I haven’t written about her much on this blog, if at all, but one of my favourite modern novelists is Anne Tyler. I was first introduced to her when I was working as a children’s librarian during my university vacations. I was reading Larry’s Party by the wonderful and much missed Carol Shields (if you’ve not read her brilliant, insightful book on Jane Austen, you must) in the staffroom one rainy lunchtime when one of my colleagues noticed what I was reading and engaged me in a lively discussion about how wonderful Carol Shields was. Then she asked me whether I also liked Anne Tyler, as their style was very similar and she absolutely adored her. I said I had never even heard of Anne Tyler, and promptly went over to the T section of Fiction and checked out A Patchwork Planet and Ladder of Years. A few days later, I had finished them both, delighted at discovering such a brilliant novelist whose matter of fact style hid a profundity and a wisdom that blew me away. Anne Tyler understood people; normal people, with lives like mine. Small lives, with their small problems and small miracles, hidden frustrations and stifled longings. I felt like I had found someone who knew what went on inside my head, and could translate it with an understated beauty that I envied immensely. To be able to write like Anne Tyler! What a gift that would be.
For some reason, I haven’t read any more of Anne Tyler since those university days. I read masses all at once, and gorged myself a little too much, perhaps; the need to read her left me after a while, and I suppose I must have exhausted the library’s collection. In fact, I’d sort of forgotten about her and her effect on me until recently, when I was sorting my books after my latest move. During the shelf building and book culling process, I found a copy of Breathing Lessons that I’d bought cheaply in a charity shop on a V&A lunchbreak about three years ago. It won Tyler the Pulitzer Prize, which is quite the recommendation, and I had every intention to read it as soon as I bought it, but one book and then another and then another and so on managed to jump up and take priority, as books tend to, and it was only a few days ago, when I was looking for a book to read amongst my shelves and spotted this one looking out at me, that it felt time to revisit Anne.
Sadly, I wish I hadn’t have picked this up. I’m about a third of the way through and all I feel is disappointment. That euphoria I felt on first reading her as a 19 year old has completely gone; Breathing Lessons is a sad struggle to read. It’s about a middle aged couple, Maggie and Ira, going to the funeral of an old friend’s husband. In the process of travelling there, Tyler reveals, through their thoughts, conversations and experiences, their hopes, dreams and failures, drawing a portrait of the average American in the modern age. Both Maggie and Ira are perfectly ordinary; they live in suburban Baltimore, they’ve been married since their teens, they have two grown children and fairly menial jobs. They bicker constantly, but underneath these simmering everyday frustrations of forgotten promises and financial difficulties lies a deep affection that has bound them throughout the ups and downs of their long marriage. They are typical Tyler characters, holding up a mirror to the inner workings of many of her readers’ minds, I’m sure, but to me, they have simply not come alive off the page. I don’t care about them, and I’m bored stiff of their arguments and the banality of their lives. I wonder whether it’s a novel I have to be older to fully appreciate; many of the observations Tyler makes, while interesting and thought provoking, are just not hitting me with the power I think they would if I had experienced the life events Maggie and Ira have. However, this hasn’t prevented me from loving and understanding Tyler’s characters before. There does seem to be something genuinely missing in this novel; the sense of warmth and the easy engagement with the characters that I remember feeling so well when reading her other novels just isn’t here. As such, I have absolutely no desire to keep reading, and it’s such a disappointment.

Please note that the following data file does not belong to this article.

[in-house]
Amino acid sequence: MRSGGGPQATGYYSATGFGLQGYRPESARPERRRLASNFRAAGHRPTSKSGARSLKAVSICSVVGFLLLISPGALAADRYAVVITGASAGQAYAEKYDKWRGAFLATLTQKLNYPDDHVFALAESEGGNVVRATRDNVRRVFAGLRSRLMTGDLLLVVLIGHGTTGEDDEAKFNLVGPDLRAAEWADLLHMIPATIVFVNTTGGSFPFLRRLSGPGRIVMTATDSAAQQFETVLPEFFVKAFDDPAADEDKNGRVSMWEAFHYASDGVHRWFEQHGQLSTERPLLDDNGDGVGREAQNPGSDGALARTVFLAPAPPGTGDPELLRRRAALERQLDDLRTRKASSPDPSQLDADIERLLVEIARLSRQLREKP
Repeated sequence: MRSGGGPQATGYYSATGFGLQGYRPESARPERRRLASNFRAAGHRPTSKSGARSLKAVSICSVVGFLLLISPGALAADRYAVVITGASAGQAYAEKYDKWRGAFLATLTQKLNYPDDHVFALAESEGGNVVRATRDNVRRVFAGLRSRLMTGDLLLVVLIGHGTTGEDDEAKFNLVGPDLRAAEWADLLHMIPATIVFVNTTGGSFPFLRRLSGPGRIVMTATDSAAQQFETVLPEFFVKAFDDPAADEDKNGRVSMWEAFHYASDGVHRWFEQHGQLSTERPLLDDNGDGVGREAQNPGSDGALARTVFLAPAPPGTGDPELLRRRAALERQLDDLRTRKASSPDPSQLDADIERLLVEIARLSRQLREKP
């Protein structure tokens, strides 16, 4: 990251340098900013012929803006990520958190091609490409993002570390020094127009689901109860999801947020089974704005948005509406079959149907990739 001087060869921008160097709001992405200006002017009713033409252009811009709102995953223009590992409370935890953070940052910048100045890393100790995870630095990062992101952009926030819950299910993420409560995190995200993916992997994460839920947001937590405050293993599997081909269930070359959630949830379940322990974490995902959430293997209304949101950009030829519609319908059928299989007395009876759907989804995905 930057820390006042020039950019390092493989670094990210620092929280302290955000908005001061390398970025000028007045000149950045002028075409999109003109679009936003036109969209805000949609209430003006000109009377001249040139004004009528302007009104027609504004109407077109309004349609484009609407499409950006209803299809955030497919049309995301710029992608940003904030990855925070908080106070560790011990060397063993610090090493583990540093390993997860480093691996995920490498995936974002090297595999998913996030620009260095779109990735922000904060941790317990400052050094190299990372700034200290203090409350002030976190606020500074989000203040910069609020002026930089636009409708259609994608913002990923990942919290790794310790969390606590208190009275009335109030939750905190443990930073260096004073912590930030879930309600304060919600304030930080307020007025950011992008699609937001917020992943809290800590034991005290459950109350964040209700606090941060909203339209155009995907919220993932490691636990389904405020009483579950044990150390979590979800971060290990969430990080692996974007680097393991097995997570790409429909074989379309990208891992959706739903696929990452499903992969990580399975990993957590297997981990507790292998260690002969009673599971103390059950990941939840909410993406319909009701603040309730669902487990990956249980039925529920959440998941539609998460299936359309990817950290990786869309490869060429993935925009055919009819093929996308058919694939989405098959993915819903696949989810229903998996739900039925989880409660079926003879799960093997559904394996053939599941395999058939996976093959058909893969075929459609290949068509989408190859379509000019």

Time to read is limited and precious to me nowadays; I don’t want to spend any of it slogging my way through something that isn’t calling to me at all. I’ve barely read at all over the past week because I haven’t felt remotely inspired to pick up Breathing Lessons. I hate abandoning books, but I see no point in pushing on with something that so obviously isn’t pressing any of my buttons, regardless of how much I’ve loved the author’s other works. So, it’s off to the charity shop with this one, and hopefully my next Anne Tyler, when I get around to it, will be infinitely better, and remind me of that early magic that sparked a wonderful reading adventure. For now, I’m going to retreat to safe ground. The new Persephone, Patience, has arrived, and I can’t wait to get started!
p.s. The winner of Guard Your Daughters is the 8th person who asked for it – miss Jenny! I’ll email you!